On Thursday, April 2, 2015, the fraternity of Pi Kappa Phi at the Pennsylvania State University was shut down following allegations of hazing and underage drinking despite the fact that the fraternity was already on probation. This marks the second fraternity at Penn State to be closed due to a pattern of questionable conduct by its members. In the Penn State Interfraternity Council’s official release, its President, Rick Groves, called the actions by the fraternity “shameful and inexcusable.”
According to Pi Kappa Phi’s Chief Executive Officer, Mark Timmes, “Accountability to Pi Kappa Phi’s shared standard and values marks the true distinction between a fraternity experience and that of a ‘social club'” and the “students’ recent actions have demonstrated their inability and unwillingness to abide by clear expectations.” According to Timmes, the closure resulted from consistently poor and unacceptable behavior by the Penn State chapter of Pi Kappa Phi. The inadequacy of oversight from the National Fraternity and Penn State, in light of the consistently poor and unacceptable behavior at issue, is a possible basis for liability that a Pennsylvania Hazing lawyer may explore in evaluating whether the hazing victims have grounds for Civil Action.
Violations of Interfraternity Council Policies
The Penn State Interfraternity Council’s Executive Board decided unanimously to revoke the recognition of Pi Kappa Phi’s Penn State Chapter for at least three years due to various violations of Interfraternity Council policies, which include hazing, alcohol violations, disorderly conduct, providing false information, hosting unregistered socials, and violating the terms of the fraternity’s suspension. Despite the Interfraternity Council’s unanimous decision to revoke the Pi Kappa Phi chapter, the reports indicate it was a joint-closure with the National Fraternity. According to the Daily Collegian, Penn State’s official campus newspaper, Penn State administrators received an anonymous letter in December of 2014 alleging that Pi Kappa Phi was engaged in hazing practices.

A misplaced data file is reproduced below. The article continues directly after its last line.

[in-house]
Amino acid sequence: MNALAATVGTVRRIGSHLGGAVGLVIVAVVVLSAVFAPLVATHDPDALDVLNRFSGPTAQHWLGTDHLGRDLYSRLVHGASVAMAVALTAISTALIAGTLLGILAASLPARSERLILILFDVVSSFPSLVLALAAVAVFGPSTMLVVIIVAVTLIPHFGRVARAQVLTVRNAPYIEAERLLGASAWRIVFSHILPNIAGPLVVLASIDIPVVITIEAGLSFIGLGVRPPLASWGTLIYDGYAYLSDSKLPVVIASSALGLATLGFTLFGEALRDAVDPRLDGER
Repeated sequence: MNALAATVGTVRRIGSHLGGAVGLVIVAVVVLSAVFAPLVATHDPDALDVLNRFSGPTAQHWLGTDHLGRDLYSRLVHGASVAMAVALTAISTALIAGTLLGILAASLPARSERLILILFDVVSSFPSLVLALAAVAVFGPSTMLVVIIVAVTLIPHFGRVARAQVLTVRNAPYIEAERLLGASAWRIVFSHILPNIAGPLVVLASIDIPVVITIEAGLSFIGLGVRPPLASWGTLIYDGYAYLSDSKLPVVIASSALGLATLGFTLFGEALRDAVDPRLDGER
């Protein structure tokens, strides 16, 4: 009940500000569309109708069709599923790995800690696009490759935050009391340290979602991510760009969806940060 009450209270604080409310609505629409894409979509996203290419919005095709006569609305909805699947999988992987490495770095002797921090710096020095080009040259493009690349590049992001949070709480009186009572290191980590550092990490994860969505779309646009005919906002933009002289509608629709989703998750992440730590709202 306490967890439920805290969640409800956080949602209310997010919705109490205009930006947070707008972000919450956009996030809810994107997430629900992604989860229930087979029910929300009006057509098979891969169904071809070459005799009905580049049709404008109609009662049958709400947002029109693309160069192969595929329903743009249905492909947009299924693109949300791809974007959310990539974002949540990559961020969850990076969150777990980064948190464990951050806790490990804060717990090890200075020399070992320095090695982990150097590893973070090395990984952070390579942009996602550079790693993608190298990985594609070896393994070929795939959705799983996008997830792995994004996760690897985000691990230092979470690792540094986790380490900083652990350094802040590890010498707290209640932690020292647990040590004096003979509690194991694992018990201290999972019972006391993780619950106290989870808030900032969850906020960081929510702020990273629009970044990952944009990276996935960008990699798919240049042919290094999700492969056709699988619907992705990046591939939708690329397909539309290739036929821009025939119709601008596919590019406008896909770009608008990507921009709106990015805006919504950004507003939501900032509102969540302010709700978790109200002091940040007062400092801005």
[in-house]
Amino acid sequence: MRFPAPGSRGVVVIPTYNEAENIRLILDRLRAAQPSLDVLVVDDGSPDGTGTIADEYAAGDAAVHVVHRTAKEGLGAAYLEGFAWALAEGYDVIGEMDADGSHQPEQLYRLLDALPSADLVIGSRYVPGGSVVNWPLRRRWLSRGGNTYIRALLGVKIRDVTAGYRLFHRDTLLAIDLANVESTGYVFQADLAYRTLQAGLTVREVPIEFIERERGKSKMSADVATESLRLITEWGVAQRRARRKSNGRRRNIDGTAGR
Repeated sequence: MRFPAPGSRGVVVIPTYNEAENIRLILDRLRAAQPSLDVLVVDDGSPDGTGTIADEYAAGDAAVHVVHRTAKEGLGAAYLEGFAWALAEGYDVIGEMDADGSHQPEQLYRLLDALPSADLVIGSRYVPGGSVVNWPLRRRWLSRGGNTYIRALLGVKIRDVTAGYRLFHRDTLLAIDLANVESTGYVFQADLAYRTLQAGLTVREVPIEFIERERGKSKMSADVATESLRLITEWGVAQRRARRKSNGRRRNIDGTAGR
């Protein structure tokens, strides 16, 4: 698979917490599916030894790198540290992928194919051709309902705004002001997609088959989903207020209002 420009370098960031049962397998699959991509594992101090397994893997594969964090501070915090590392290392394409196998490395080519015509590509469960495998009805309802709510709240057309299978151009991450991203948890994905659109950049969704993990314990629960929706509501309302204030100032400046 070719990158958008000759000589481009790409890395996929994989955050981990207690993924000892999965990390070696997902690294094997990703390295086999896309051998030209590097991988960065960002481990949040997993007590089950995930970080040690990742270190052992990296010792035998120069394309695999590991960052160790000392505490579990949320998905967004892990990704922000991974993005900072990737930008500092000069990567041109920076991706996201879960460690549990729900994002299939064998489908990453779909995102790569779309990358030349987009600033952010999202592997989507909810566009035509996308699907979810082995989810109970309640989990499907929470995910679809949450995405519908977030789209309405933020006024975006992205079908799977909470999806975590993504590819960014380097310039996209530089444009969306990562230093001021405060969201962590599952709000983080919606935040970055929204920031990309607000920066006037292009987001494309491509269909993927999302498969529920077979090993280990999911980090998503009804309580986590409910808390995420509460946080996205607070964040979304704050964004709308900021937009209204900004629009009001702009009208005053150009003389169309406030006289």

Pennsylvania Hazing Laws
Although hazing has traditionally been viewed as a rite of passage in Greek organizations, sports teams, military units, and other groups, some forms of hazing can inflict serious physical and emotional injury on its victims. Hazing laws in Pennsylvania not only impose criminal penalties on any person who hazes another, but it also permits victims of hazing abuse to seek monetary compensation for any physical or emotional injuries the victim may have suffered. In some cases, particularly where institutions fail to adopt anti-hazing policies, institutions and organizations may also be subject to liability for hazing for the failure to provide adequate oversight.
Hazing can involve nothing more than demeaning tasks, silly rituals, and embarrassing ceremonies. On the other hand, hazing can also involve abusive, dangerous, and illegal activities such as physical abuse, psychological abuse, excessive consumption of alcohol, personal servitude, consumption of unpleasant substances, brandings, and beatings.
Pennsylvania hazing law forbids:
- Whipping, beating, branding, forced calisthenics, exposure to the elements, forced consumption of any food, liquor, drug, or other substance.
- Forced physical activities that could bring about “extreme mental stress,” including, “sleep deprivation, forced exclusion from social contact, and forced conduct which could result in extreme embarrassment,” and
- Requiring victims to destroy or steal property.
If you, or your loved one, have been the victim of a hazing incident, seek the help of experienced personal injury lawyers who know Pennsylvania hazing law. Slade McLaughlin and Paul Lauricella understand how to develop a hazing case from ground up — from the individual perpetrator(s) all the way up the chain to the institution. The lawyers at McLaughlin & Lauricella, P.C. possess decades of experience and knowledge, and they have secured many large verdicts and settlements on behalf of their clients in the past. Contact McLaughlin and Lauricella, P.C. today for your free and confidential consultation.
Photo Credit: Flickr @colecamplese